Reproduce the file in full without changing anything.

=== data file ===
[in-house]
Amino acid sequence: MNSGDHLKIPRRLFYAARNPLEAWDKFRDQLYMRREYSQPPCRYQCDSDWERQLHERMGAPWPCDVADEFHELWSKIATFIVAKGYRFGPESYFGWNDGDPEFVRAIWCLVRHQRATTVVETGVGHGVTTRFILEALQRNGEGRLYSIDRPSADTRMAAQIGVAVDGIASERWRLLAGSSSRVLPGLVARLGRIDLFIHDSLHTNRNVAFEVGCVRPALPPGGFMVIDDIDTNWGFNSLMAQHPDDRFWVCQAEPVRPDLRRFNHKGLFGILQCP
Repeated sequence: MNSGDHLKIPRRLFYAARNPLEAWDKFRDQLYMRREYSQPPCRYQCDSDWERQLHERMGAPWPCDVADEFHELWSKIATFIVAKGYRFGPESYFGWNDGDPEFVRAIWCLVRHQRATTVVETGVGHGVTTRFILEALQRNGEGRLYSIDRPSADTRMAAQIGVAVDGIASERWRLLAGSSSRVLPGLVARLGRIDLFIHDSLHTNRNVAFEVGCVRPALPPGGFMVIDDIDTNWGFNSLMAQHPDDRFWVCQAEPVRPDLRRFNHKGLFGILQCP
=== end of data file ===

[in-house]
Amino acid sequence: MNSGDHLKIPRRLFYAARNPLEAWDKFRDQLYMRREYSQPPCRYQCDSDWERQLHERMGAPWPCDVADEFHELWSKIATFIVAKGYRFGPESYFGWNDGDPEFVRAIWCLVRHQRATTVVETGVGHGVTTRFILEALQRNGEGRLYSIDRPSADTRMAAQIGVAVDGIASERWRLLAGSSSRVLPGLVARLGRIDLFIHDSLHTNRNVAFEVGCVRPALPPGGFMVIDDIDTNWGFNSLMAQHPDDRFWVCQAEPVRPDLRRFNHKGLFGILQCP
Repeated sequence: MNSGDHLKIPRRLFYAARNPLEAWDKFRDQLYMRREYSQPPCRYQCDSDWERQLHERMGAPWPCDVADEFHELWSKIATFIVAKGYRFGPESYFGWNDGDPEFVRAIWCLVRHQRATTVVETGVGHGVTTRFILEALQRNGEGRLYSIDRPSADTRMAAQIGVAVDGIASERWRLLAGSSSRVLPGLVARLGRIDLFIHDSLHTNRNVAFEVGCVRPALPPGGFMVIDDIDTNWGFNSLMAQHPDDRFWVCQAEPVRPDLRRFNHKGLFGILQCP